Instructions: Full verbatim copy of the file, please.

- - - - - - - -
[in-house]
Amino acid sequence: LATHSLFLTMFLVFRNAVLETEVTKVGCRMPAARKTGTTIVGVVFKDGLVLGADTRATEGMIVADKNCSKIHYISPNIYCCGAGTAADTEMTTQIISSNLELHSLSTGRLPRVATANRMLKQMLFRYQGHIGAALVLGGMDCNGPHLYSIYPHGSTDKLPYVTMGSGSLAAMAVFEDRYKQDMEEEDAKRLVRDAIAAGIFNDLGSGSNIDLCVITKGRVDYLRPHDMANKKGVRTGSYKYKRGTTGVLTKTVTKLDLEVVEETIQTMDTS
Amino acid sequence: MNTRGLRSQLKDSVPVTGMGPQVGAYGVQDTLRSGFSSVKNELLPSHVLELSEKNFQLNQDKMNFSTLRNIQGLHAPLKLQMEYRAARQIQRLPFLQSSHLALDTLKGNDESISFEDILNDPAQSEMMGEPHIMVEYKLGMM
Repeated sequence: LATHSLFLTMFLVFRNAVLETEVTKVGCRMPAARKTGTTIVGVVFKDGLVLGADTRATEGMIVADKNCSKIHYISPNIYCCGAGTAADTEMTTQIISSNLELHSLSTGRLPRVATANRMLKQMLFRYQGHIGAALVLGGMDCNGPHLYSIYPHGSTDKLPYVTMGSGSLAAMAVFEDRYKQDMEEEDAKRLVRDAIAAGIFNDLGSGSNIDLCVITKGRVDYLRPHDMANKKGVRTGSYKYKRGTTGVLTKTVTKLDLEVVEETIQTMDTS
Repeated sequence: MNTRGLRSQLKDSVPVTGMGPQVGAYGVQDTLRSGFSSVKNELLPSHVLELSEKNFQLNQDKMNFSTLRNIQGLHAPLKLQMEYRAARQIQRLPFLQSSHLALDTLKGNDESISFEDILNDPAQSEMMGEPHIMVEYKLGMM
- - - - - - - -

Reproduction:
[in-house]
Amino acid sequence: LATHSLFLTMFLVFRNAVLETEVTKVGCRMPAARKTGTTIVGVVFKDGLVLGADTRATEGMIVADKNCSKIHYISPNIYCCGAGTAADTEMTTQIISSNLELHSLSTGRLPRVATANRMLKQMLFRYQGHIGAALVLGGMDCNGPHLYSIYPHGSTDKLPYVTMGSGSLAAMAVFEDRYKQDMEEEDAKRLVRDAIAAGIFNDLGSGSNIDLCVITKGRVDYLRPHDMANKKGVRTGSYKYKRGTTGVLTKTVTKLDLEVVEETIQTMDTS
Amino acid sequence: MNTRGLRSQLKDSVPVTGMGPQVGAYGVQDTLRSGFSSVKNELLPSHVLELSEKNFQLNQDKMNFSTLRNIQGLHAPLKLQMEYRAARQIQRLPFLQSSHLALDTLKGNDESISFEDILNDPAQSEMMGEPHIMVEYKLGMM
Repeated sequence: LATHSLFLTMFLVFRNAVLETEVTKVGCRMPAARKTGTTIVGVVFKDGLVLGADTRATEGMIVADKNCSKIHYISPNIYCCGAGTAADTEMTTQIISSNLELHSLSTGRLPRVATANRMLKQMLFRYQGHIGAALVLGGMDCNGPHLYSIYPHGSTDKLPYVTMGSGSLAAMAVFEDRYKQDMEEEDAKRLVRDAIAAGIFNDLGSGSNIDLCVITKGRVDYLRPHDMANKKGVRTGSYKYKRGTTGVLTKTVTKLDLEVVEETIQTMDTS
Repeated sequence: MNTRGLRSQLKDSVPVTGMGPQVGAYGVQDTLRSGFSSVKNELLPSHVLELSEKNFQLNQDKMNFSTLRNIQGLHAPLKLQMEYRAARQIQRLPFLQSSHLALDTLKGNDESISFEDILNDPAQSEMMGEPHIMVEYKLGMM